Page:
Not only was the set-up nerve-wracking, it was a prelude to one of my “worst-group-ever” experiences. But thats another story for another time.
If you have a story to tell, please share it. This is one of the greatest professions in the world!
For those of you who watched the Oscars Sunday night, I hope you saw the skit spoofing a focus group for “The Wizard of Oz.”
Without giving the good jokes away, the crowd is underwhelmed and confused by this classic movie. The advice for how to improve the movie is hilariously off-key. The one part of the movie that is lauded, again and again, by one focus group participant: the flying monkeys.
It is a clever skit and makes one think of how entertaining it would be to see focus group feedback on classic movies from the past. Think “Casablanca.” A focus group would say there is no way he’s letting her fly away. Or “Old Yeller.” Is it necessary for the dog to die?
It also makes one wonder how movies like “Ishtar” or “Showgirls” get made. Certainly there wasn’t a focus group involved, was there?
Qualitative researchers have a lot of stories. Their professional livelihood is a recipe for humor. Consider that a moderator spends much of his/her life on the road schlepping bags, storyboards, product concepts and even product prototypes from city to city. Plus, she works with everyday people who can be extraordinarily odd (PeopleofWalMart.com has nothing on the stories of a busy moderator.) Add in the myriad product categories and occasional oddball assignment and you can understand why we qualies love this work so much.
Joel Reish of Next Level Research appreciates humor more than most. In the Winter 2011 issue of QRCA Views, Joel has compiled a list of “sexy” stories from QRCA members across the globe. If you appreciate stories about people and research, you will love this article of short encounters of the qualitative kind.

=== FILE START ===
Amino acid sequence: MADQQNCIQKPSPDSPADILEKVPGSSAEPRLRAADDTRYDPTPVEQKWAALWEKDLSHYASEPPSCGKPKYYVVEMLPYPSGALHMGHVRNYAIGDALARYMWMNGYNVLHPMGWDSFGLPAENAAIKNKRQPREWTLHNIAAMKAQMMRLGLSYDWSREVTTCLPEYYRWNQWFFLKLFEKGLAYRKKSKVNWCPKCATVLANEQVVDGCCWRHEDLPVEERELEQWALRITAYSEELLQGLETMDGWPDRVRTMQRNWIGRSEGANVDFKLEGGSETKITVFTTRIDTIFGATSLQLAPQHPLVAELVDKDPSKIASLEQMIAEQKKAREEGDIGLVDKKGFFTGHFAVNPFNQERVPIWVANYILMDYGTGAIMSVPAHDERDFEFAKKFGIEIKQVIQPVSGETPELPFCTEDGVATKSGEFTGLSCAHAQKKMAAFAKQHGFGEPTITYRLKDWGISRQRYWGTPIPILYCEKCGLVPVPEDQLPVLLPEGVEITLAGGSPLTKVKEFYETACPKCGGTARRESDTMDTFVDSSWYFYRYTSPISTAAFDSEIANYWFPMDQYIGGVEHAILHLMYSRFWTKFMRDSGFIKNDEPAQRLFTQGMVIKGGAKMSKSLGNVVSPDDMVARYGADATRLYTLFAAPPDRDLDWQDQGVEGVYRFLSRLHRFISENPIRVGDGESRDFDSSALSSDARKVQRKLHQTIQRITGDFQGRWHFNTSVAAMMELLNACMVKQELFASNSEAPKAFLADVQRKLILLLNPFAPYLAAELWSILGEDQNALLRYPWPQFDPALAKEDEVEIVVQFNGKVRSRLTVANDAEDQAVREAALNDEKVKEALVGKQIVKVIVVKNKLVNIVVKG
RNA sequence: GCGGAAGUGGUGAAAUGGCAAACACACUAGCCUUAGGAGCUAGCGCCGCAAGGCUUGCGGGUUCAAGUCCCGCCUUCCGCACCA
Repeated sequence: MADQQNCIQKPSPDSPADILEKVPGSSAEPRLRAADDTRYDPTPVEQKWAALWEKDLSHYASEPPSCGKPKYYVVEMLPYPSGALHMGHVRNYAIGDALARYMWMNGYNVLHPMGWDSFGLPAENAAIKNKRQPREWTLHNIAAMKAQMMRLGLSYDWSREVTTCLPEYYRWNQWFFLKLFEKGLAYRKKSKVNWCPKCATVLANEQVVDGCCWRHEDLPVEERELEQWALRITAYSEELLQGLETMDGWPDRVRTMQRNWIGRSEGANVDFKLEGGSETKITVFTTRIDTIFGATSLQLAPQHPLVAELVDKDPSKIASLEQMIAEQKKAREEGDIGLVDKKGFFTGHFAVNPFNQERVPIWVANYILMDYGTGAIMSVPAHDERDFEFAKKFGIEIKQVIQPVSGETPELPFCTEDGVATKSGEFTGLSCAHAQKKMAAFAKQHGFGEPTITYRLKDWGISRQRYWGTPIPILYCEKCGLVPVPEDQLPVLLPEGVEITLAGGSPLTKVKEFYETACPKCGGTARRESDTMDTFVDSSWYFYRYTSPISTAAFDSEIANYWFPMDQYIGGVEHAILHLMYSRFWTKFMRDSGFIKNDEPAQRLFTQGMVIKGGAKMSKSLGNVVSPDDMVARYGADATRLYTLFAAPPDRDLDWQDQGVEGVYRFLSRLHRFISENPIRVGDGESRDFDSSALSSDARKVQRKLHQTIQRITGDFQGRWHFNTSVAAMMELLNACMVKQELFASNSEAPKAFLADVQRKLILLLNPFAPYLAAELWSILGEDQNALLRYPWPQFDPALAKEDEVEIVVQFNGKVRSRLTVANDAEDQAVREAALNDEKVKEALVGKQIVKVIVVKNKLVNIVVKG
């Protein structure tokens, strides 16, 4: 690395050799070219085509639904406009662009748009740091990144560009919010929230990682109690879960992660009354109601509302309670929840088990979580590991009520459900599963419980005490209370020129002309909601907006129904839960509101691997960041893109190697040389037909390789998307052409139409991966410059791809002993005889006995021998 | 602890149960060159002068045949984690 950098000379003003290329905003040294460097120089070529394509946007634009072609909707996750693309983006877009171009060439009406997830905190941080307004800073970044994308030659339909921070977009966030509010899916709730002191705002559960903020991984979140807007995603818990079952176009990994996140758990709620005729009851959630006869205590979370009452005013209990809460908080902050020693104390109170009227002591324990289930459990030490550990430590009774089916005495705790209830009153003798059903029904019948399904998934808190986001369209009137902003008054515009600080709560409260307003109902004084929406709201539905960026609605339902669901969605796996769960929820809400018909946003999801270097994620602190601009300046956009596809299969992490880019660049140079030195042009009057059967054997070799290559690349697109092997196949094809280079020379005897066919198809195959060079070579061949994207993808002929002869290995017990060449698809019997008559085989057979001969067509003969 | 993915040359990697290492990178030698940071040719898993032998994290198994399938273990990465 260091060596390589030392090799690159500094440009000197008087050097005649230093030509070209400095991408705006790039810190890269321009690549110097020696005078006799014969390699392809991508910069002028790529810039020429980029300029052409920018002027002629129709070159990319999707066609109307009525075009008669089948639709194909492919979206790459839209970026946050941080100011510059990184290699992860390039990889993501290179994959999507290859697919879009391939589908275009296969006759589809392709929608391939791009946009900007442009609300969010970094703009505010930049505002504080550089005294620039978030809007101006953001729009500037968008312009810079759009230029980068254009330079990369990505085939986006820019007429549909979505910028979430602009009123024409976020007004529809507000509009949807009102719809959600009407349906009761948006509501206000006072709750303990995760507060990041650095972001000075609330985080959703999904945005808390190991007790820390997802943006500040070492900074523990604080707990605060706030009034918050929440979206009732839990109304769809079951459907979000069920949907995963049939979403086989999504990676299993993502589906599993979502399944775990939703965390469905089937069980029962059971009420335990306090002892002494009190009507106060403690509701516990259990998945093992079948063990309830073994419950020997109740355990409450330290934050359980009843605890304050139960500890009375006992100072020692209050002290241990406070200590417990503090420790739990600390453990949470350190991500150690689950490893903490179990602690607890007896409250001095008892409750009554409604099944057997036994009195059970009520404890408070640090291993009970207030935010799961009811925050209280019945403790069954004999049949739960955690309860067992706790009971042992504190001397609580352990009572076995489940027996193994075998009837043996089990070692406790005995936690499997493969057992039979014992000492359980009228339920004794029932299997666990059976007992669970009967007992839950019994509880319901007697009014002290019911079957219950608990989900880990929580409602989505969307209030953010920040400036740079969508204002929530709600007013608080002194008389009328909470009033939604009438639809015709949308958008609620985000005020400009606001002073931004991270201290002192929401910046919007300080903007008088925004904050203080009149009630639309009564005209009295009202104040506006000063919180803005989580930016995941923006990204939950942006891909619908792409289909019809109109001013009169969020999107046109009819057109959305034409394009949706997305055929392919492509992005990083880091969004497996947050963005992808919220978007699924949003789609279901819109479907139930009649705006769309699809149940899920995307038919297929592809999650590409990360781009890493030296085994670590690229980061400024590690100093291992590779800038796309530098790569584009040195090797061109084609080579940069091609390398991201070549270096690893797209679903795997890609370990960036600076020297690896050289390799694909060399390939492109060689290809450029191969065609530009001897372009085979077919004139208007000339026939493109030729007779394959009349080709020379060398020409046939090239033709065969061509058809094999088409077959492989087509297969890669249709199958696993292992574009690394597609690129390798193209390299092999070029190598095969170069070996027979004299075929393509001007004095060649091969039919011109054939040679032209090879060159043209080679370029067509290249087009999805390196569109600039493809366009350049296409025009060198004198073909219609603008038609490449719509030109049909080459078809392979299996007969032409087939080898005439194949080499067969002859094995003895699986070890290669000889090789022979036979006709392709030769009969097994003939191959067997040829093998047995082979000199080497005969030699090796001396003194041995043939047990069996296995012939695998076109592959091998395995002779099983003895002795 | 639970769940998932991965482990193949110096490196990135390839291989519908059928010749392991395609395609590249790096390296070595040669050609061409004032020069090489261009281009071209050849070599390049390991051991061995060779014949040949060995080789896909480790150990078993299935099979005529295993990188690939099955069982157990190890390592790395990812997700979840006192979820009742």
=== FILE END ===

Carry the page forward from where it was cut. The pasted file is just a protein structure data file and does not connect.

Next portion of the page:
Here are a few tidbits to look for:
- Betsy Leichliter met the self-described “Dr. Studmuffin.”
- Julia Gartside-Spink “discovered” a transgendered female in a cosmetics group.
- Ricardo Lopez had a “woman” in his group who was actually a man. Not generally a problem, except for the poor guy sitting next to “her” who kept hitting on her/him.
- Matt Towers had groups on domestic abuse in San Francisco in a facility where the rooms were named for local streets. Luckily, he discovered he was in the “Battery” room before the groups started. Whew.
Joel was also nice enough to include my encounter with the near video-taping of a group of Southern Baptists discussing sex education in my bedroom in Mississippi.
Joel, thanks for the laughs…and the memories. If you have a story to add, please post it in the “Comments” section. I would love to read about it.
Sales people get incentives based on sales, and NFL running backs get incentives based on yards gained. One of the difficulties with incentives is to be sure that they encourage the right behavior.